Some backers of action game Shenmue III’s multimillion-dollar Kickstarter campaign are upset that it will launch exclusively on Epic’s Games Store, scuttling plans for a launch on Steam. Developer Ys Net revealed Epic’s exclusivity during E3’s PC Gaming Show today. Almost immediately, backers who had specifically requested a Steam key flooded Ys Net’s Kickstarter announcement, with some requesting refunds.
Shenmue III will launch November 19th on PlayStation 4 and PC. As SavyGamer founder Lewie Procter noted on Twitter, Ys Net previously listed Steam as a requirement for playing the game on PC. Later, however, the studio and its publisher Deep Silver decided that “the Epic Games Store would be the best distribution platform option.” Backers can get a digital or physical copy of the game, but, either way, they’ll need to activate it through Epic. That’s put Shenmue III in the crosshairs of Steam fans who oppose Epic’s recent push for exclusive games.
The game’s Steam page is still live, and its publisher could theoretically still distribute Steam keys to backers and sell the game through Epic more generally. However, the update specifically mentions requiring Epic’s software. We’ve reached out to Deep Silver to confirm what’s going on.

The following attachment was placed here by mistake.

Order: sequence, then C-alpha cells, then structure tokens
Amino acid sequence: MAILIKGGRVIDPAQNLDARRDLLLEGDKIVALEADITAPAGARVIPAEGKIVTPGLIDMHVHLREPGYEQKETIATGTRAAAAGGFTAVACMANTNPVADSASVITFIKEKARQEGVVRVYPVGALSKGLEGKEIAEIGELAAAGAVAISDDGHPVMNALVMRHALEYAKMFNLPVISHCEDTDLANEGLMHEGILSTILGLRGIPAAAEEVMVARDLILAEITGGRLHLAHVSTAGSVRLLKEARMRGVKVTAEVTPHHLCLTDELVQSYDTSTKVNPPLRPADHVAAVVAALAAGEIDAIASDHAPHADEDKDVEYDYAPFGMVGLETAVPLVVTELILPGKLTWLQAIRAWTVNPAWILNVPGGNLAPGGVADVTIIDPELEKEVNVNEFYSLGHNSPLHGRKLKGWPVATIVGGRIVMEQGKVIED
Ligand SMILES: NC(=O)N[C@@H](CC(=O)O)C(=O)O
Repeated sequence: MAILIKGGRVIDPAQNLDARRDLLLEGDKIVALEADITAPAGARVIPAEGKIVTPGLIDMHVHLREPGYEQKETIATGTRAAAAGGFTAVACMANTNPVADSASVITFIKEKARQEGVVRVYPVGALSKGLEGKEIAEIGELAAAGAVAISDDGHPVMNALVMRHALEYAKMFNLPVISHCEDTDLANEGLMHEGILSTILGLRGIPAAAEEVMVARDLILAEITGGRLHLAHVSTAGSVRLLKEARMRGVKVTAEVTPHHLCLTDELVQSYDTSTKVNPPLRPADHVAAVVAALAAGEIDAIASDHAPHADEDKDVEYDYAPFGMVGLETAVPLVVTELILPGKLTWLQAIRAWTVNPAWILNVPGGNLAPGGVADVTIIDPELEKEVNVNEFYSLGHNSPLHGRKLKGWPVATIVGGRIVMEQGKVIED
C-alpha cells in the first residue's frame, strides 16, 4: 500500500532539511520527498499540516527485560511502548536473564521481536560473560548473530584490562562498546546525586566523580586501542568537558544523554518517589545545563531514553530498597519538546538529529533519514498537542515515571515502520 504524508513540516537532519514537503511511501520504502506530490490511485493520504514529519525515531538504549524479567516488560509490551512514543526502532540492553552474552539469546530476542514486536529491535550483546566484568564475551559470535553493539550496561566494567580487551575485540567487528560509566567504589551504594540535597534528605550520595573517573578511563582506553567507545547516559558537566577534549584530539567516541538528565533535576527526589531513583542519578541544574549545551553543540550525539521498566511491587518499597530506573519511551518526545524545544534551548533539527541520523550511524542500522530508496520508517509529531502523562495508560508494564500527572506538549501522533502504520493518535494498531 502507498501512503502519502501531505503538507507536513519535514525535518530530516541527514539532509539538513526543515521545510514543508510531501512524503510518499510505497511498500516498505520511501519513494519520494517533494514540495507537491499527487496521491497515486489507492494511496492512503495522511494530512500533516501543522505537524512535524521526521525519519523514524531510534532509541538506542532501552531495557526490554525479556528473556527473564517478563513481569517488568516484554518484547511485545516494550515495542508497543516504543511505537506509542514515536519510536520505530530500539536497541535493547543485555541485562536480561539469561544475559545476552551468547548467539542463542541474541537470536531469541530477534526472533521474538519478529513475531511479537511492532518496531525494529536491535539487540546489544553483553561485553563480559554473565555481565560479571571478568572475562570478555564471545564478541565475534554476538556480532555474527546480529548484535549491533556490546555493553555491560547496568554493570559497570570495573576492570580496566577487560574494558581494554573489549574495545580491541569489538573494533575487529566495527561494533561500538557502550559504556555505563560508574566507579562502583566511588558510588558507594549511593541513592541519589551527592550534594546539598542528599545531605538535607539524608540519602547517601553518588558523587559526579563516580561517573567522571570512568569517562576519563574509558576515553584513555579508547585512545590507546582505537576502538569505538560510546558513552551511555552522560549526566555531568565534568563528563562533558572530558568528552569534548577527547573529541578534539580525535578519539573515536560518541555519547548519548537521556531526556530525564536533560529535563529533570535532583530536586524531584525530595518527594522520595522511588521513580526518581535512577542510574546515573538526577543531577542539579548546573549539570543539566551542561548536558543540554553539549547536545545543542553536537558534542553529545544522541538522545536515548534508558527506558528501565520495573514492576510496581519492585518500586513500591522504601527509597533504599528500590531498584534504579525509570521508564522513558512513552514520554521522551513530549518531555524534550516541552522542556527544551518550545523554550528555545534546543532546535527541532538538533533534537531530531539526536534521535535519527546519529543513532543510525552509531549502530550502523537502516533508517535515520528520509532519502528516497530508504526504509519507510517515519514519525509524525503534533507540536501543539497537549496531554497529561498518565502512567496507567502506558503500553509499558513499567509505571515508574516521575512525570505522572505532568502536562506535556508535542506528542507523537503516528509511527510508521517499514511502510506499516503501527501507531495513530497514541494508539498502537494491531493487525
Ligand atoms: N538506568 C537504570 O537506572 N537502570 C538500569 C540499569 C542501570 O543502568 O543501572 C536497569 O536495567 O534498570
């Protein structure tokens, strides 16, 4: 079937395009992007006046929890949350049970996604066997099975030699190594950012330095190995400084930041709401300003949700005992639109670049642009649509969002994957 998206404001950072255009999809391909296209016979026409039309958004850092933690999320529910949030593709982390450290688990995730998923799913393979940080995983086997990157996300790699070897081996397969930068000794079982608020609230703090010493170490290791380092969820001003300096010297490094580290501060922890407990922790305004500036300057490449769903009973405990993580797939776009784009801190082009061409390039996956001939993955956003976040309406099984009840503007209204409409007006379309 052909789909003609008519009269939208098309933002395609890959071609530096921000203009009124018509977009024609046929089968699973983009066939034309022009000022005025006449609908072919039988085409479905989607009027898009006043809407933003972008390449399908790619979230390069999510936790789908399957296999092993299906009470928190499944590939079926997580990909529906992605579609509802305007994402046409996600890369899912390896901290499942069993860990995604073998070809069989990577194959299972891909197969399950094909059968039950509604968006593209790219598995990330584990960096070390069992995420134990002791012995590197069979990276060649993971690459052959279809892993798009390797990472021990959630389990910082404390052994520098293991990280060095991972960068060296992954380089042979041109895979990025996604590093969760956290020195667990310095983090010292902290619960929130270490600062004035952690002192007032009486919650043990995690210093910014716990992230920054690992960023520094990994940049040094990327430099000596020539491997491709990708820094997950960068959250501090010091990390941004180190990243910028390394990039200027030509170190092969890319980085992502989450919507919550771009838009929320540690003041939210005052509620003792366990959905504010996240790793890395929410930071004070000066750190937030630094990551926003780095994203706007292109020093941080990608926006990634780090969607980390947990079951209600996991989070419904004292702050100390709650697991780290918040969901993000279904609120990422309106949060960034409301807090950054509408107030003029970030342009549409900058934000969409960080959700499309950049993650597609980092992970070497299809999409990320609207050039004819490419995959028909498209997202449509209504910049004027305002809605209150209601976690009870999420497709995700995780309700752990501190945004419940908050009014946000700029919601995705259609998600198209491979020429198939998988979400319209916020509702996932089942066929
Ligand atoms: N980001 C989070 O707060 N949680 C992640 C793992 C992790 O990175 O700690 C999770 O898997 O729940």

Games like Metro Exodus and Borderlands 3 have previously been announced as timed Epic Games Store exclusives. Some angry Steam fans responded by review-bombing Borderlands 2 so badly that Steam intervened to stop them from influencing its overall score. Critics give several reasons for hating the Epic Games Store. Some dislike the software’s overall interface, others objected to an invasive tracking feature that shipped with early versions, a few have offered unsubstantiated claims that Epic is controlled by the Chinese government, and many simply don’t want to install yet another launcher to play their games.
We don’t know what percentage of Shenmue fans really care about the exclusivity. Today’s Kickstarter announcement currently has around 430 comments, the vast majority of them angry, but nearly 70,000 people backed the project when it launched in 2015. We also don’t know whether Shenmue III’s developers will be offering refunds. And we don’t know how people will respond to the game itself, which has been delayed several times but may finally be on the verge of a release.